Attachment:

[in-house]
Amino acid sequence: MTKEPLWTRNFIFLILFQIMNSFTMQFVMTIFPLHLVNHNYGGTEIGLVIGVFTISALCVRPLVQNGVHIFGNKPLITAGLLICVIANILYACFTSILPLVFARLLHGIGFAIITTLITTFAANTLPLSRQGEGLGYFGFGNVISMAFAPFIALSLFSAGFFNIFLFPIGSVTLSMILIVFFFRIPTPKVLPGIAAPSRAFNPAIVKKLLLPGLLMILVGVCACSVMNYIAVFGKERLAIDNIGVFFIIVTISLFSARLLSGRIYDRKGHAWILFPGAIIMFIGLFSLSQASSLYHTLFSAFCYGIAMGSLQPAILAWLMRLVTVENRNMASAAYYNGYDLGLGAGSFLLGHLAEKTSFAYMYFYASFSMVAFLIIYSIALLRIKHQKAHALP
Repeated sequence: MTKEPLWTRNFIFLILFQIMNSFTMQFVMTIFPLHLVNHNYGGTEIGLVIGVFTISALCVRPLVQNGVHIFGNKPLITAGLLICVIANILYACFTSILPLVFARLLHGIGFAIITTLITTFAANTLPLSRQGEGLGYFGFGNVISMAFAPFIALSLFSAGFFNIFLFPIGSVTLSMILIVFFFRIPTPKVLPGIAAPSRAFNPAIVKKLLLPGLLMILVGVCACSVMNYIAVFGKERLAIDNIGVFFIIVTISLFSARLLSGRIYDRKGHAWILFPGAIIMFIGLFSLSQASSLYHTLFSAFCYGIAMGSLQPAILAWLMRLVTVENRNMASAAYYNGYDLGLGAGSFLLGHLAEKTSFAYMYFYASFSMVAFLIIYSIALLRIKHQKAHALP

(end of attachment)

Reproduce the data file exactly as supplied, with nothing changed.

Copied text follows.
[in-house]
Amino acid sequence: MTKEPLWTRNFIFLILFQIMNSFTMQFVMTIFPLHLVNHNYGGTEIGLVIGVFTISALCVRPLVQNGVHIFGNKPLITAGLLICVIANILYACFTSILPLVFARLLHGIGFAIITTLITTFAANTLPLSRQGEGLGYFGFGNVISMAFAPFIALSLFSAGFFNIFLFPIGSVTLSMILIVFFFRIPTPKVLPGIAAPSRAFNPAIVKKLLLPGLLMILVGVCACSVMNYIAVFGKERLAIDNIGVFFIIVTISLFSARLLSGRIYDRKGHAWILFPGAIIMFIGLFSLSQASSLYHTLFSAFCYGIAMGSLQPAILAWLMRLVTVENRNMASAAYYNGYDLGLGAGSFLLGHLAEKTSFAYMYFYASFSMVAFLIIYSIALLRIKHQKAHALP
Repeated sequence: MTKEPLWTRNFIFLILFQIMNSFTMQFVMTIFPLHLVNHNYGGTEIGLVIGVFTISALCVRPLVQNGVHIFGNKPLITAGLLICVIANILYACFTSILPLVFARLLHGIGFAIITTLITTFAANTLPLSRQGEGLGYFGFGNVISMAFAPFIALSLFSAGFFNIFLFPIGSVTLSMILIVFFFRIPTPKVLPGIAAPSRAFNPAIVKKLLLPGLLMILVGVCACSVMNYIAVFGKERLAIDNIGVFFIIVTISLFSARLLSGRIYDRKGHAWILFPGAIIMFIGLFSLSQASSLYHTLFSAFCYGIAMGSLQPAILAWLMRLVTVENRNMASAAYYNGYDLGLGAGSFLLGHLAEKTSFAYMYFYASFSMVAFLIIYSIALLRIKHQKAHALP